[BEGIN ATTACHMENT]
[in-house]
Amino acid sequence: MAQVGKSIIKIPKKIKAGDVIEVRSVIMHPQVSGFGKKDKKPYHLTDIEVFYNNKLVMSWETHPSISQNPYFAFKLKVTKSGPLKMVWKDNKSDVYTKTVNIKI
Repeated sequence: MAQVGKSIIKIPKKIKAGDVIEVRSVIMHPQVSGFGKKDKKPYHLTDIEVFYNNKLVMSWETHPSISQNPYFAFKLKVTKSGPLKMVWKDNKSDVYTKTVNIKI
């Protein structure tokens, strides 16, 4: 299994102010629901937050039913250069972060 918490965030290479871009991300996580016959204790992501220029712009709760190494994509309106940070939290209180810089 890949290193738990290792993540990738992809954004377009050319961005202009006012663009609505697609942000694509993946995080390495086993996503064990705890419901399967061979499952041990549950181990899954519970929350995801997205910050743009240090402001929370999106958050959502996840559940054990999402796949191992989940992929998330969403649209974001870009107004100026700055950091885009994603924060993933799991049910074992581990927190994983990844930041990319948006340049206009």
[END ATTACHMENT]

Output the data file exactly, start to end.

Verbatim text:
[in-house]
Amino acid sequence: MAQVGKSIIKIPKKIKAGDVIEVRSVIMHPQVSGFGKKDKKPYHLTDIEVFYNNKLVMSWETHPSISQNPYFAFKLKVTKSGPLKMVWKDNKSDVYTKTVNIKI
Repeated sequence: MAQVGKSIIKIPKKIKAGDVIEVRSVIMHPQVSGFGKKDKKPYHLTDIEVFYNNKLVMSWETHPSISQNPYFAFKLKVTKSGPLKMVWKDNKSDVYTKTVNIKI
């Protein structure tokens, strides 16, 4: 299994102010629901937050039913250069972060 918490965030290479871009991300996580016959204790992501220029712009709760190494994509309106940070939290209180810089 890949290193738990290792993540990738992809954004377009050319961005202009006012663009609505697609942000694509993946995080390495086993996503064990705890419901399967061979499952041990549950181990899954519970929350995801997205910050743009240090402001929370999106958050959502996840559940054990999402796949191992989940992929998330969403649209974001870009107004100026700055950091885009994603924060993933799991049910074992581990927190994983990844930041990319948006340049206009």